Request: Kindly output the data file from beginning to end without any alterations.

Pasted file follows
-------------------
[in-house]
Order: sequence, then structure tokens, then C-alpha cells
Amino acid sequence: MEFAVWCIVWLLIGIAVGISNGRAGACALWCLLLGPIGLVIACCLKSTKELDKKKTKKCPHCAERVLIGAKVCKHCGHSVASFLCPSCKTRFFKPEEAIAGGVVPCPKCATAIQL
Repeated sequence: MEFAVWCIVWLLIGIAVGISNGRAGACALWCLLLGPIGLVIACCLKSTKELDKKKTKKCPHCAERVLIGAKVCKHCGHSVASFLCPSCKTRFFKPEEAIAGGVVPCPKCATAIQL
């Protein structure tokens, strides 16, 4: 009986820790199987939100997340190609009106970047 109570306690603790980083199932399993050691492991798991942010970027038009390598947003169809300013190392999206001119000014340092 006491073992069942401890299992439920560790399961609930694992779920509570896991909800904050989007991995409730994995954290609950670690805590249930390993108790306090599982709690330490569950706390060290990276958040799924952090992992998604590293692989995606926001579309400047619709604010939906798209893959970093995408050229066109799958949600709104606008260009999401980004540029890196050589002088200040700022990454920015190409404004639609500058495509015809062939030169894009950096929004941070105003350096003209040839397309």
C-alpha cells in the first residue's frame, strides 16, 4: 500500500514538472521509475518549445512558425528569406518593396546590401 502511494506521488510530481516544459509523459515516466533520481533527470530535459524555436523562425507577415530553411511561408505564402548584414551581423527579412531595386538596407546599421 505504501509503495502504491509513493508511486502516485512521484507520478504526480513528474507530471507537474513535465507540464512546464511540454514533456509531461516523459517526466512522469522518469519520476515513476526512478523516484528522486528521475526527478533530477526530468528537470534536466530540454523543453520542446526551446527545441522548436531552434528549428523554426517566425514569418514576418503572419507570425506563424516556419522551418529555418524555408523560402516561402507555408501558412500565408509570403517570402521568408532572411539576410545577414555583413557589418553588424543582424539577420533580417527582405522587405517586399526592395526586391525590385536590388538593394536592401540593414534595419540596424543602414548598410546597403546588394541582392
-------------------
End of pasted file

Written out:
[in-house]
Order: sequence, then structure tokens, then C-alpha cells
Amino acid sequence: MEFAVWCIVWLLIGIAVGISNGRAGACALWCLLLGPIGLVIACCLKSTKELDKKKTKKCPHCAERVLIGAKVCKHCGHSVASFLCPSCKTRFFKPEEAIAGGVVPCPKCATAIQL
Repeated sequence: MEFAVWCIVWLLIGIAVGISNGRAGACALWCLLLGPIGLVIACCLKSTKELDKKKTKKCPHCAERVLIGAKVCKHCGHSVASFLCPSCKTRFFKPEEAIAGGVVPCPKCATAIQL
């Protein structure tokens, strides 16, 4: 009986820790199987939100997340190609009106970047 109570306690603790980083199932399993050691492991798991942010970027038009390598947003169809300013190392999206001119000014340092 006491073992069942401890299992439920560790399961609930694992779920509570896991909800904050989007991995409730994995954290609950670690805590249930390993108790306090599982709690330490569950706390060290990276958040799924952090992992998604590293692989995606926001579309400047619709604010939906798209893959970093995408050229066109799958949600709104606008260009999401980004540029890196050589002088200040700022990454920015190409404004639609500058495509015809062939030169894009950096929004941070105003350096003209040839397309």
C-alpha cells in the first residue's frame, strides 16, 4: 500500500514538472521509475518549445512558425528569406518593396546590401 502511494506521488510530481516544459509523459515516466533520481533527470530535459524555436523562425507577415530553411511561408505564402548584414551581423527579412531595386538596407546599421 505504501509503495502504491509513493508511486502516485512521484507520478504526480513528474507530471507537474513535465507540464512546464511540454514533456509531461516523459517526466512522469522518469519520476515513476526512478523516484528522486528521475526527478533530477526530468528537470534536466530540454523543453520542446526551446527545441522548436531552434528549428523554426517566425514569418514576418503572419507570425506563424516556419522551418529555418524555408523560402516561402507555408501558412500565408509570403517570402521568408532572411539576410545577414555583413557589418553588424543582424539577420533580417527582405522587405517586399526592395526586391525590385536590388538593394536592401540593414534595419540596424543602414548598410546597403546588394541582392